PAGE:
After lunch, the educational focus shifted to one of the most talked about cardiometabolic conditions, in terms of both the grim rising incidence and the exciting field of possible therapies. Anne L. Peters, MD, delivered opening remarks. In her work in Southern California, Dr. Peters explained that she sees two very different patient populations. In her clinic in Beverly Hills she sees patients who can afford the latest technology like continuous glucose monitoring devices and are interested in new GLP1 agents to control their glucose and lose weight. On the flip side, she treats low-literacy and unhoused patients in East Los Angeles, where it is difficult to implement therapies to control diabetes because, for example, all that is available to them is the high-carbohydrate food they receive from the food shelf.

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Dr. Anne L. Peters is professor at the Keck School of Medicine at the University of California and director of its Clinical Diabetes Program. She is a world leader in diabetes research and advocates for policy and guideline reform to reflect and serve marginalized populations who experience disproportionate morbidity and mortality burden from all types of diabetes.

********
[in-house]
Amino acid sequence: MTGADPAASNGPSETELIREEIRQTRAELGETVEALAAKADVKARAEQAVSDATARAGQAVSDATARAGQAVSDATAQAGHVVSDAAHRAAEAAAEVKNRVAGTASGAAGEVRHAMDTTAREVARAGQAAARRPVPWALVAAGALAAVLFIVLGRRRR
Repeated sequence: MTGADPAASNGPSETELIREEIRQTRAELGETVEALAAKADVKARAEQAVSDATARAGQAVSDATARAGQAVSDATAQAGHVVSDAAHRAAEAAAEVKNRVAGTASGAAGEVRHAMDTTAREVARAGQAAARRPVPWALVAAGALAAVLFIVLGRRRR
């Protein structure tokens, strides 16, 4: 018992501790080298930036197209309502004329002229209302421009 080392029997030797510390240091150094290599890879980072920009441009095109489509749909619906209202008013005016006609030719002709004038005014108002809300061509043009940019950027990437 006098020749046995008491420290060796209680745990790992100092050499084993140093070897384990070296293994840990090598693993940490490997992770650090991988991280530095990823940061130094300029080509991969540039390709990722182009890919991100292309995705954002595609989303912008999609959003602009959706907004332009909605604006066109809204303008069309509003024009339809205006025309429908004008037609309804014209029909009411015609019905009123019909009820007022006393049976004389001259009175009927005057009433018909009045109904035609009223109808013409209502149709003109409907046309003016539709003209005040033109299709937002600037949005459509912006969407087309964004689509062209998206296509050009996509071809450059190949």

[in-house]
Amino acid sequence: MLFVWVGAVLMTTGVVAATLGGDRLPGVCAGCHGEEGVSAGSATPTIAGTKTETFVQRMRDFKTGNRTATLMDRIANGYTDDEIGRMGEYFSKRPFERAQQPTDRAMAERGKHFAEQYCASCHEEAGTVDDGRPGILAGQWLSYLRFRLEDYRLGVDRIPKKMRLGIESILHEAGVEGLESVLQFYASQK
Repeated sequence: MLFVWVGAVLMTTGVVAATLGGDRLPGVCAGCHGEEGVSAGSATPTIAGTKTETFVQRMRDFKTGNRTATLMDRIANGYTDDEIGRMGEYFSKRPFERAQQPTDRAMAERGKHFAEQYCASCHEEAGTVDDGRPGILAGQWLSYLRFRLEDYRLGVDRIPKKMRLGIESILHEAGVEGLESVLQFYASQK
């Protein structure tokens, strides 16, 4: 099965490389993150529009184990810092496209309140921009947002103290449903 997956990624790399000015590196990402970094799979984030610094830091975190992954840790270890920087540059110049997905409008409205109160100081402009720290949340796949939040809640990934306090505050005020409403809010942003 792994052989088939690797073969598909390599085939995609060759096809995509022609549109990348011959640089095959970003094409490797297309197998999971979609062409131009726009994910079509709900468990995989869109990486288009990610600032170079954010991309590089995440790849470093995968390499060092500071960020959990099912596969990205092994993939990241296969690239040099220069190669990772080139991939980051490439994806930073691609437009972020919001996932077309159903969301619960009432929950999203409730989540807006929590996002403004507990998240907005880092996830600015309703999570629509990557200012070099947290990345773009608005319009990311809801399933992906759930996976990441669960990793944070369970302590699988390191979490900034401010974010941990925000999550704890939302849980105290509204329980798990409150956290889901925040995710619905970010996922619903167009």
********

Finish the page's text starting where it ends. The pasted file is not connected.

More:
“We have entered a new era of therapeutic options for diabetes,” began Vanita R. Aroda, MD. Because weight directly contributes to all mechanisms of glucose homeostasis, lipid profile, A1c, fasting glucose, and other significant markers are all improved when a patient loses about 15% of their body weight. For this reason, she concluded, “Weight should be a primary target of controlling and managing diabetes.”

Juan Pablo Frías, MD, is a diabetes researcher based in Los Angeles with over 25 years of experience in the field of endocrinology and metabolism. Based on several studies, Dr. Frías shared that “Overall glycemic burden plays a major role in total mortality related to diabetes in high-income countries.”